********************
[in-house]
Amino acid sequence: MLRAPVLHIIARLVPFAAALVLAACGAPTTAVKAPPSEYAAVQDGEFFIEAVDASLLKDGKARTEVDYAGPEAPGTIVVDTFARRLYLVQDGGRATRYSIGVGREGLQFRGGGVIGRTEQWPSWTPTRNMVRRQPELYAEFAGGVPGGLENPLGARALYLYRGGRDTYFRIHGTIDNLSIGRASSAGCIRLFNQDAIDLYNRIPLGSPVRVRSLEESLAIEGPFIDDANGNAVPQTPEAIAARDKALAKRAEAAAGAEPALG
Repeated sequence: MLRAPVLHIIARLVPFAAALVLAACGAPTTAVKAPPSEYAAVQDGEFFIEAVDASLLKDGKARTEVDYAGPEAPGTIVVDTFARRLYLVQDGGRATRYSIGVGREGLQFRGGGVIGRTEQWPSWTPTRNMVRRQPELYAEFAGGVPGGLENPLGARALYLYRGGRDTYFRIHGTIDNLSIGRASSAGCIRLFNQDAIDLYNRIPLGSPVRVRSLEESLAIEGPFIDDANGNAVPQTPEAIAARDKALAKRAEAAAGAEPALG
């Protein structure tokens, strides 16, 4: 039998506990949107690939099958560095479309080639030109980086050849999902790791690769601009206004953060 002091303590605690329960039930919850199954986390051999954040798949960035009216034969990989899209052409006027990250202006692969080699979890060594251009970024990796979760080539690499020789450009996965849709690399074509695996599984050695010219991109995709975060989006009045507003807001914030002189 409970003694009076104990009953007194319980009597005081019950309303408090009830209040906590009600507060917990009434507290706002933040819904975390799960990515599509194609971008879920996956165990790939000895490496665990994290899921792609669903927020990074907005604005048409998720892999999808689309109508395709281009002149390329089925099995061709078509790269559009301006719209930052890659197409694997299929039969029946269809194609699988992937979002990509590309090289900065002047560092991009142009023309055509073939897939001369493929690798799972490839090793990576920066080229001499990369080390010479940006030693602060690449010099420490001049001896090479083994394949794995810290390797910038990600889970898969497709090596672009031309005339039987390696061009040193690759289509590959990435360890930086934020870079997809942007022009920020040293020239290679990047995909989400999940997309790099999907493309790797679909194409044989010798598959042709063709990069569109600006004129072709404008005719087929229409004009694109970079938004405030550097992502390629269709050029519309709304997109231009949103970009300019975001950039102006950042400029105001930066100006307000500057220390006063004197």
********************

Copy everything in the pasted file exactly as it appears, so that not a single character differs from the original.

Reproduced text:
[in-house]
Amino acid sequence: MLRAPVLHIIARLVPFAAALVLAACGAPTTAVKAPPSEYAAVQDGEFFIEAVDASLLKDGKARTEVDYAGPEAPGTIVVDTFARRLYLVQDGGRATRYSIGVGREGLQFRGGGVIGRTEQWPSWTPTRNMVRRQPELYAEFAGGVPGGLENPLGARALYLYRGGRDTYFRIHGTIDNLSIGRASSAGCIRLFNQDAIDLYNRIPLGSPVRVRSLEESLAIEGPFIDDANGNAVPQTPEAIAARDKALAKRAEAAAGAEPALG
Repeated sequence: MLRAPVLHIIARLVPFAAALVLAACGAPTTAVKAPPSEYAAVQDGEFFIEAVDASLLKDGKARTEVDYAGPEAPGTIVVDTFARRLYLVQDGGRATRYSIGVGREGLQFRGGGVIGRTEQWPSWTPTRNMVRRQPELYAEFAGGVPGGLENPLGARALYLYRGGRDTYFRIHGTIDNLSIGRASSAGCIRLFNQDAIDLYNRIPLGSPVRVRSLEESLAIEGPFIDDANGNAVPQTPEAIAARDKALAKRAEAAAGAEPALG
């Protein structure tokens, strides 16, 4: 039998506990949107690939099958560095479309080639030109980086050849999902790791690769601009206004953060 002091303590605690329960039930919850199954986390051999954040798949960035009216034969990989899209052409006027990250202006692969080699979890060594251009970024990796979760080539690499020789450009996965849709690399074509695996599984050695010219991109995709975060989006009045507003807001914030002189 409970003694009076104990009953007194319980009597005081019950309303408090009830209040906590009600507060917990009434507290706002933040819904975390799960990515599509194609971008879920996956165990790939000895490496665990994290899921792609669903927020990074907005604005048409998720892999999808689309109508395709281009002149390329089925099995061709078509790269559009301006719209930052890659197409694997299929039969029946269809194609699988992937979002990509590309090289900065002047560092991009142009023309055509073939897939001369493929690798799972490839090793990576920066080229001499990369080390010479940006030693602060690449010099420490001049001896090479083994394949794995810290390797910038990600889970898969497709090596672009031309005339039987390696061009040193690759289509590959990435360890930086934020870079997809942007022009920020040293020239290679990047995909989400999940997309790099999907493309790797679909194409044989010798598959042709063709990069569109600006004129072709404008005719087929229409004009694109970079938004405030550097992502390629269709050029519309709304997109231009949103970009300019975001950039102006950042400029105001930066100006307000500057220390006063004197």